A Film by Masahiro Kobayashi
35mm – 1,85 – Color – mono – 106min – Japan

Regarding “The Happiness”
Of course, the title “The Happiness” is borrowed from director Agnes Varda’s “Le Bonheur.” I first saw her film 30 years ago. At the time, I did not understand any of it, but as I grew older and saw the film again every few years, I realized that it was a really terrifying film.When I talked with the late director Yoshitaro Nomura, he told me that his favorite film was Varda’s “Le Bonheur.” In their documentary aspects, their cool way of watching people, there are similarities to be found in many of Nomura’s masterpieces and Varda’s “Bonheur.” To me, Varda and Nomura have something that I don’t, and are, so to speak, reverse-examples for me.
The film “The Happiness” was shot on location in Yufutsu, Tomakomai City, in August 2005. It’s my third film shot on location there. Because we had planned to shoot in winter, the original title on the scenario for the film was “Snow Country.” I envisioned filming literally in the snow. However, after writing the first draft and starting fundraising, things didn’t come together. I postponed the film for a year and instead made the film “Bashing.”
The title changed from “Snow Country” to “The Happiness” after I returned from the screening of “Bashing” at Cannes 2005. Suddenly investors appeared. However, they wanted me to start shooting immediately.
I was convinced that if I missed this chance, “Snow Country” would never become a film, so I immediately started rewriting the screenplay. In fact, it didn’t require much rewriting since I had only to change the season from winter to summer.
At this time, I changed the title to “The Happiness.” The location was to be Yufutsu, Tomakomai City. In fact, I’d never been to Hokkaido in the summer. The “fantasy for adultsモ element had been expanding in my mind for a while. I needed something to replace the image of snow. It was then that I decided to turn Yufutsu into the town of white nights. A fantasy world where the sun never sets. A love affair between a poor, lonely man and woman entangled there.
When I was making this film, I kept asking myself “what is happiness?” I wasn’t able to answer the question at all. But everyday, I kept repeating the question like a Zen riddle. On the day of shooting the always worrisome last scene, I changed the screenplay according to an example, and found a certain answer. It might be construed as a happy end, but if “happiness” itself can be said to be a fantasy, then I think I have unconsciously approached the same conclusion reached by Varda in “Le Bonheur.”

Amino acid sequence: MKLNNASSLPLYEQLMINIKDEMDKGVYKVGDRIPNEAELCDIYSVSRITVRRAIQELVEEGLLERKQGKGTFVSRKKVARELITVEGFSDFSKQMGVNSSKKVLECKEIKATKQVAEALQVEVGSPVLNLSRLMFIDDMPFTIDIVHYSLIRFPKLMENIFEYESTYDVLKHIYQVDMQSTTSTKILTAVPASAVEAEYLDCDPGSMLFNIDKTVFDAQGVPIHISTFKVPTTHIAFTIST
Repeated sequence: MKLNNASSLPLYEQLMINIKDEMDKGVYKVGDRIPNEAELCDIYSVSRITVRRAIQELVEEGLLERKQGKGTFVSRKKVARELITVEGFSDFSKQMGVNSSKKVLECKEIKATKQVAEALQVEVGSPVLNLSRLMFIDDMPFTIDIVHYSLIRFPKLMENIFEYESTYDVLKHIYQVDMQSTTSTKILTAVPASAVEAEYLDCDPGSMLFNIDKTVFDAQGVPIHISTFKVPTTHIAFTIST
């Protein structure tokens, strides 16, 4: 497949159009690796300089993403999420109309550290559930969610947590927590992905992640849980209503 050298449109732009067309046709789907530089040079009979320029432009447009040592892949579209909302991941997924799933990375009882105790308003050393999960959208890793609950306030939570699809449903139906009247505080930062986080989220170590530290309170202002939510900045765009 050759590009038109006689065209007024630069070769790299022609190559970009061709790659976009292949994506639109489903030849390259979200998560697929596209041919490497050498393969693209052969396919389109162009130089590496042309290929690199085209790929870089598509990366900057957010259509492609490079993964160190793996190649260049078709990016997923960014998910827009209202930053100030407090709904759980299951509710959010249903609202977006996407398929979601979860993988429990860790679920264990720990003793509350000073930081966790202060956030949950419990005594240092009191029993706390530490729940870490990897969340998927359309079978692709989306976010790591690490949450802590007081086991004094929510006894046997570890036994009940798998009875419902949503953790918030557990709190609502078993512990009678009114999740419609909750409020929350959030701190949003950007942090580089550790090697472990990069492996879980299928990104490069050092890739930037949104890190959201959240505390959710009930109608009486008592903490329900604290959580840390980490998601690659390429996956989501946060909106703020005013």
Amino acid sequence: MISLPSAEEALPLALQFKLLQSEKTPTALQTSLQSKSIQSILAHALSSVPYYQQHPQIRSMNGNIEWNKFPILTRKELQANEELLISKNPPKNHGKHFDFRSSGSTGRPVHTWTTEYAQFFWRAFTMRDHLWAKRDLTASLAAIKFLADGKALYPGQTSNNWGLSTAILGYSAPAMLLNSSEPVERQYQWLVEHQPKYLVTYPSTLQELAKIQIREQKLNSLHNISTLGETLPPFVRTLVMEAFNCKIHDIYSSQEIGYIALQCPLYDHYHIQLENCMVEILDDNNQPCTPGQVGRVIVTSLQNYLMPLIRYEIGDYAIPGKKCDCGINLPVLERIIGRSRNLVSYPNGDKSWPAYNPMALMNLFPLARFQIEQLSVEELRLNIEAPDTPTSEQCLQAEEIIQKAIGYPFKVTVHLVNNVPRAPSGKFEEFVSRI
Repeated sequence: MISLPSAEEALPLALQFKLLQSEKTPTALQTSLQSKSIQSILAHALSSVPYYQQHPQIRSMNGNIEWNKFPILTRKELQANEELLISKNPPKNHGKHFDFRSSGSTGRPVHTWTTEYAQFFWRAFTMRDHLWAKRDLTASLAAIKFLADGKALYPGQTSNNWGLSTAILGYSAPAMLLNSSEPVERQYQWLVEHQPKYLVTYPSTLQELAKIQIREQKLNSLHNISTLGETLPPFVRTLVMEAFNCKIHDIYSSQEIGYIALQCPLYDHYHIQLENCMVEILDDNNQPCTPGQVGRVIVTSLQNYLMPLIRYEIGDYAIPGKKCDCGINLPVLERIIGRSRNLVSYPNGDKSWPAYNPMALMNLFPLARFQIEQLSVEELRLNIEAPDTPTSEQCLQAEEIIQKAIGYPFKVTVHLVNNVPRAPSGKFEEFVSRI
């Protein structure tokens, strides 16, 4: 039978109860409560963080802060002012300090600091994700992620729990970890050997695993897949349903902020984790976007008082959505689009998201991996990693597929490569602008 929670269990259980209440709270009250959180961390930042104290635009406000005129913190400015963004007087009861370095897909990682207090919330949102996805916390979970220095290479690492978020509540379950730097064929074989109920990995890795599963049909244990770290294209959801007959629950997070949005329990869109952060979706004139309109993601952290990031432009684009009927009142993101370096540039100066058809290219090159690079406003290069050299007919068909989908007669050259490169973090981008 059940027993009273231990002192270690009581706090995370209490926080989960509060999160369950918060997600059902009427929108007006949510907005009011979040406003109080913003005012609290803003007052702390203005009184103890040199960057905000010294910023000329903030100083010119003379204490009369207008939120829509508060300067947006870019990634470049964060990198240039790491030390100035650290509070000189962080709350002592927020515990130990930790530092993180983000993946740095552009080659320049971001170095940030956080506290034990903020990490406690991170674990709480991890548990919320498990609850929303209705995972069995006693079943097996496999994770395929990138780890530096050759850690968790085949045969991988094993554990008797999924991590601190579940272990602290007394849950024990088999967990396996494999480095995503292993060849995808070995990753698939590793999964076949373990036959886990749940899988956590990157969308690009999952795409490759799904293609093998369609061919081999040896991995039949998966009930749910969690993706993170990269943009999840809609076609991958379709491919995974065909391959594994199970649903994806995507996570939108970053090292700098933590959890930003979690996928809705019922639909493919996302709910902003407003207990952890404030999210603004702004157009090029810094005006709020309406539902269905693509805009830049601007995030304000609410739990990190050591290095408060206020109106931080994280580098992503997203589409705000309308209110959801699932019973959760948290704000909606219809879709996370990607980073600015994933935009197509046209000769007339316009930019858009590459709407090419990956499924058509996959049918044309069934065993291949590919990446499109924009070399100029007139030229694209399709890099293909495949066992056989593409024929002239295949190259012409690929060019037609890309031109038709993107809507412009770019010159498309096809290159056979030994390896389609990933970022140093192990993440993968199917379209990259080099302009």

Like “Bashing” before, this film is drawn from the woman’s point of view.
It’s the first time I’ve ever felt affection for one of my films.
I can’t stop hoping that this film will be loved by many people.
Masahiro Kobayashi   During dubbing oct. 28, 2005

The season of white nights
At last, a solitary man reaches a certain northern town.
His name is Kenji (Ryo Ishibashi).
He has arrived in this town on the trail of his missing wife and child.
In time, Kenji meets a certain woman.
Her name is Shinako (Akemi Sakurai).
Shinako too has abandoned her family and come to live alone in this town.
With their similar experiences, words are unnecessary.
Although they share time together and filled the holes in their hearts together, they find it difficult to extinguish thoughts of their families.
And, as the dreamy season of the white nights comes to a close, Kenji and Shinako reach for their own “happiness” and come to a certain decision…

Screenplay: Masahiro Kobayashi
Music:David Matthews
Cinematographer: Sachi Kagami
Lighting: Fumiyoshi masuya
Sound:design:Tatsuo Yokoyama
Editor: Naoki Kaneko

Shinako: Akemi sakurai
Kenji: Ryo Ishibashi
Jun Murakami
Misato Tachibana
Akira Emoto
Teruyuki Kagawa

7th Tokyo Filmex 2006

Monkey Town Productions